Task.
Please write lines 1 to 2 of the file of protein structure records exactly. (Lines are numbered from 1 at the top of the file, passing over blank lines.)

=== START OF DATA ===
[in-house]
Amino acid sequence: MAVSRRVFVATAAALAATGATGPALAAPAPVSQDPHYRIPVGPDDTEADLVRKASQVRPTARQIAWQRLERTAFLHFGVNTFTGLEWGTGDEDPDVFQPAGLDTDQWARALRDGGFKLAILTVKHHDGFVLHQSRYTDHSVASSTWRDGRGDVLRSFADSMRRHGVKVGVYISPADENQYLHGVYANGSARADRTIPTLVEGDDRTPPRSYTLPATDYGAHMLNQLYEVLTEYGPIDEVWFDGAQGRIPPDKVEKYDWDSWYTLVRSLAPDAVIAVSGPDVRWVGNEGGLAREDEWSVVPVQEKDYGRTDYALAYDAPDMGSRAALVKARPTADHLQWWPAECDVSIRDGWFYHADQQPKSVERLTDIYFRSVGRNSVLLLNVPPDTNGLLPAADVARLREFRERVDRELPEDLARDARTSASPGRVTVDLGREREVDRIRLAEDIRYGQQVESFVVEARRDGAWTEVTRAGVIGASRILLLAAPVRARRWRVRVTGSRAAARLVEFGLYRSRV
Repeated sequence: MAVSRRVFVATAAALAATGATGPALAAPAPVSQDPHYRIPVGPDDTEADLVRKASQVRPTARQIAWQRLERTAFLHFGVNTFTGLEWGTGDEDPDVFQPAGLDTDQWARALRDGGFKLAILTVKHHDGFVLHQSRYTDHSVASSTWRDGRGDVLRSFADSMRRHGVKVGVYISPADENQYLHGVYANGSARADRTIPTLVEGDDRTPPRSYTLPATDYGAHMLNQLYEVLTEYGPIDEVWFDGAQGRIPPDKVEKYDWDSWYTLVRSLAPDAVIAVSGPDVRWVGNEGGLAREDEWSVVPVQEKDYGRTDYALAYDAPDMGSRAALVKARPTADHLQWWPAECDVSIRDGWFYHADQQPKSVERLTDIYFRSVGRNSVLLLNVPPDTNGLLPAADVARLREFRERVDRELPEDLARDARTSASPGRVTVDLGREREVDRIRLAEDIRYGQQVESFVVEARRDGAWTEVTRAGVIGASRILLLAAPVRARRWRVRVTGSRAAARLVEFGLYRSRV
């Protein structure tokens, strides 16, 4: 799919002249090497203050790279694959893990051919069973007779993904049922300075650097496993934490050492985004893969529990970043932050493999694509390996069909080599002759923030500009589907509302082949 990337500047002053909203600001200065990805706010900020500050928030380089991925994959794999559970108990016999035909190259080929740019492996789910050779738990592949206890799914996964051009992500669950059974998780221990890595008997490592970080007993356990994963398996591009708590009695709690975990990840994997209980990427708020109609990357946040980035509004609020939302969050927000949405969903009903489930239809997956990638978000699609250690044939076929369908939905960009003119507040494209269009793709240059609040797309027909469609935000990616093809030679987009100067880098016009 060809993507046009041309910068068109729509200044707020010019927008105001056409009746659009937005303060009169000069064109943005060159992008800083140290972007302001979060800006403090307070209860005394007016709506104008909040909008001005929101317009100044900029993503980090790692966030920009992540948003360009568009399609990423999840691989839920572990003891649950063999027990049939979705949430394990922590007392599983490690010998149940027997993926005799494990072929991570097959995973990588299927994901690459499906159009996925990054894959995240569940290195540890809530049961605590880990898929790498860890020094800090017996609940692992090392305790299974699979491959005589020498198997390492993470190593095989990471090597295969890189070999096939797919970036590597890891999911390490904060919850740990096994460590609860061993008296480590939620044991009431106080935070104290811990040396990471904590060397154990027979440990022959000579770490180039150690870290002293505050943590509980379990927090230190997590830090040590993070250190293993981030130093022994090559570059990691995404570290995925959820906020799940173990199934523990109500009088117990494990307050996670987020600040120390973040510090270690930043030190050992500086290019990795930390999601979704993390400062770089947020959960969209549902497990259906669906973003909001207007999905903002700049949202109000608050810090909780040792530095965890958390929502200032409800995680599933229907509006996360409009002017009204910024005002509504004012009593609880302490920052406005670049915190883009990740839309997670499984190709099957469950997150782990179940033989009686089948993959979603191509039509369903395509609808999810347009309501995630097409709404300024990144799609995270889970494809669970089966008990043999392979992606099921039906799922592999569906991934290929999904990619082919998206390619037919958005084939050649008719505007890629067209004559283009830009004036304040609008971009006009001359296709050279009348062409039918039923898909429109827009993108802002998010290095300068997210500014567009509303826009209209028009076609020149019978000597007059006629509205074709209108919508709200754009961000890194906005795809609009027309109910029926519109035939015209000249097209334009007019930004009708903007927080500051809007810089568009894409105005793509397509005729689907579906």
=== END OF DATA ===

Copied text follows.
[in-house]
Amino acid sequence: MAVSRRVFVATAAALAATGATGPALAAPAPVSQDPHYRIPVGPDDTEADLVRKASQVRPTARQIAWQRLERTAFLHFGVNTFTGLEWGTGDEDPDVFQPAGLDTDQWARALRDGGFKLAILTVKHHDGFVLHQSRYTDHSVASSTWRDGRGDVLRSFADSMRRHGVKVGVYISPADENQYLHGVYANGSARADRTIPTLVEGDDRTPPRSYTLPATDYGAHMLNQLYEVLTEYGPIDEVWFDGAQGRIPPDKVEKYDWDSWYTLVRSLAPDAVIAVSGPDVRWVGNEGGLAREDEWSVVPVQEKDYGRTDYALAYDAPDMGSRAALVKARPTADHLQWWPAECDVSIRDGWFYHADQQPKSVERLTDIYFRSVGRNSVLLLNVPPDTNGLLPAADVARLREFRERVDRELPEDLARDARTSASPGRVTVDLGREREVDRIRLAEDIRYGQQVESFVVEARRDGAWTEVTRAGVIGASRILLLAAPVRARRWRVRVTGSRAAARLVEFGLYRSRV